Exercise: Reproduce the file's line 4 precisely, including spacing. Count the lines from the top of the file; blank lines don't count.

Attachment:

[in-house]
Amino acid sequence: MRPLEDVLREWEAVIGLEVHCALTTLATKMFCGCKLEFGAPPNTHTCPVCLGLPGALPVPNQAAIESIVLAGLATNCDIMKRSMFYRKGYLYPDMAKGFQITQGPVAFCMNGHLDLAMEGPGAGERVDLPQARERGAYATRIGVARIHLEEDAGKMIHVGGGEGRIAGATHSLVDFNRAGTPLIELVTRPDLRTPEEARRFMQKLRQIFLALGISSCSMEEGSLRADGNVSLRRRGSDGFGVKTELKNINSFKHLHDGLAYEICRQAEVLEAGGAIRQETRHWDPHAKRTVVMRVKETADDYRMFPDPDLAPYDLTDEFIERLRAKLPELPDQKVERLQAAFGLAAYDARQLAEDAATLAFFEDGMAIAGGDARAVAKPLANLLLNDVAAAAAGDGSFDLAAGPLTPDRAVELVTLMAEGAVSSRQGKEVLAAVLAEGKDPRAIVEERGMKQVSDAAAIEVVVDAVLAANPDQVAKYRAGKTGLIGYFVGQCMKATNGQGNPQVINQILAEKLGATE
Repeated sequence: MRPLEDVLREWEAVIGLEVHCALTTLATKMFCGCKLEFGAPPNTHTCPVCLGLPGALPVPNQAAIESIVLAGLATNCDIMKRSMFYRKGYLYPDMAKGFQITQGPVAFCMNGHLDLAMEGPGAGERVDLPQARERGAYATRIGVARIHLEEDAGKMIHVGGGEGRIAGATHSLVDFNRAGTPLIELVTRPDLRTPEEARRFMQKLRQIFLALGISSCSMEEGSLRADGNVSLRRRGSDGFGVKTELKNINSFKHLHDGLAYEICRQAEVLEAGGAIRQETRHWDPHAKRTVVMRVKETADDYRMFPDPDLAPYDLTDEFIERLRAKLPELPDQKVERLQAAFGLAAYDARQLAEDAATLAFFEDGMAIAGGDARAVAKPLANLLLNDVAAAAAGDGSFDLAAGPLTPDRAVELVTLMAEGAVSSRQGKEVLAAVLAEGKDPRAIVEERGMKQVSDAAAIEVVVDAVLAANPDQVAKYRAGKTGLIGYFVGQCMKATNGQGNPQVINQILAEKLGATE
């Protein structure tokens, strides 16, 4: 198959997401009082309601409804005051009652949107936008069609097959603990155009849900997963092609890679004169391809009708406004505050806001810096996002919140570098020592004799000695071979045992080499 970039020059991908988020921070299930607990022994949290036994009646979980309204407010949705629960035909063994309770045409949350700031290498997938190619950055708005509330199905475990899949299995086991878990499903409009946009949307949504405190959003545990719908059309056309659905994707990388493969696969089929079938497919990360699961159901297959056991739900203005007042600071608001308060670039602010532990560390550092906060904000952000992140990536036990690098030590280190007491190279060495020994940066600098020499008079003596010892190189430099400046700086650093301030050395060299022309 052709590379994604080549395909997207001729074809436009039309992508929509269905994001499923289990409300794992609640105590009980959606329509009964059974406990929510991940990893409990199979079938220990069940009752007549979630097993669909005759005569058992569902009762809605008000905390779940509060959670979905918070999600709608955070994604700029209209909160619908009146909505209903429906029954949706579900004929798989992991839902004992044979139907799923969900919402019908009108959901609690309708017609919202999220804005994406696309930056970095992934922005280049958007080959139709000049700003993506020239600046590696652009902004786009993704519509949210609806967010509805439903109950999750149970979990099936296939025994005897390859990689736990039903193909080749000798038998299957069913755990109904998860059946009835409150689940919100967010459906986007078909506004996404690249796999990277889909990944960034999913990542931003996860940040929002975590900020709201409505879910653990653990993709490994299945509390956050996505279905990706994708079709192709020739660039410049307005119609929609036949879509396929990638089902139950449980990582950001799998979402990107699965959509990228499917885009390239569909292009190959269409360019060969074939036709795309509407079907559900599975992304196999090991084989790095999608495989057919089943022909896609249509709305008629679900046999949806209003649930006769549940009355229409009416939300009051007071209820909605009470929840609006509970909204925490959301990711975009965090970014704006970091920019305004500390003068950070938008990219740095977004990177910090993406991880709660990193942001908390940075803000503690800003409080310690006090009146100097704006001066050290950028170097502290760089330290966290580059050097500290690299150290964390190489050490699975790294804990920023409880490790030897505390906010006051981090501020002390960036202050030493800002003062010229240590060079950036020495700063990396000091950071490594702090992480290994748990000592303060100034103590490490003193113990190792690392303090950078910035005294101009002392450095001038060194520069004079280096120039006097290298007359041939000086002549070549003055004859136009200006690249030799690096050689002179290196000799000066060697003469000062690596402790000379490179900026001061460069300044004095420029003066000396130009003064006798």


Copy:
């Protein structure tokens, strides 16, 4: 198959997401009082309601409804005051009652949107936008069609097959603990155009849900997963092609890679004169391809009708406004505050806001810096996002919140570098020592004799000695071979045992080499 970039020059991908988020921070299930607990022994949290036994009646979980309204407010949705629960035909063994309770045409949350700031290498997938190619950055708005509330199905475990899949299995086991878990499903409009946009949307949504405190959003545990719908059309056309659905994707990388493969696969089929079938497919990360699961159901297959056991739900203005007042600071608001308060670039602010532990560390550092906060904000952000992140990536036990690098030590280190007491190279060495020994940066600098020499008079003596010892190189430099400046700086650093301030050395060299022309 052709590379994604080549395909997207001729074809436009039309992508929509269905994001499923289990409300794992609640105590009980959606329509009964059974406990929510991940990893409990199979079938220990069940009752007549979630097993669909005759005569058992569902009762809605008000905390779940509060959670979905918070999600709608955070994604700029209209909160619908009146909505209903429906029954949706579900004929798989992991839902004992044979139907799923969900919402019908009108959901609690309708017609919202999220804005994406696309930056970095992934922005280049958007080959139709000049700003993506020239600046590696652009902004786009993704519509949210609806967010509805439903109950999750149970979990099936296939025994005897390859990689736990039903193909080749000798038998299957069913755990109904998860059946009835409150689940919100967010459906986007078909506004996404690249796999990277889909990944960034999913990542931003996860940040929002975590900020709201409505879910653990653990993709490994299945509390956050996505279905990706994708079709192709020739660039410049307005119609929609036949879509396929990638089902139950449980990582950001799998979402990107699965959509990228499917885009390239569909292009190959269409360019060969074939036709795309509407079907559900599975992304196999090991084989790095999608495989057919089943022909896609249509709305008629679900046999949806209003649930006769549940009355229409009416939300009051007071209820909605009470929840609006509970909204925490959301990711975009965090970014704006970091920019305004500390003068950070938008990219740095977004990177910090993406991880709660990193942001908390940075803000503690800003409080310690006090009146100097704006001066050290950028170097502290760089330290966290580059050097500290690299150290964390190489050490699975790294804990920023409880490790030897505390906010006051981090501020002390960036202050030493800002003062010229240590060079950036020495700063990396000091950071490594702090992480290994748990000592303060100034103590490490003193113990190792690392303090950078910035005294101009002392450095001038060194520069004079280096120039006097290298007359041939000086002549070549003055004859136009200006690249030799690096050689002179290196000799000066060697003469000062690596402790000379490179900026001061460069300044004095420029003066000396130009003064006798």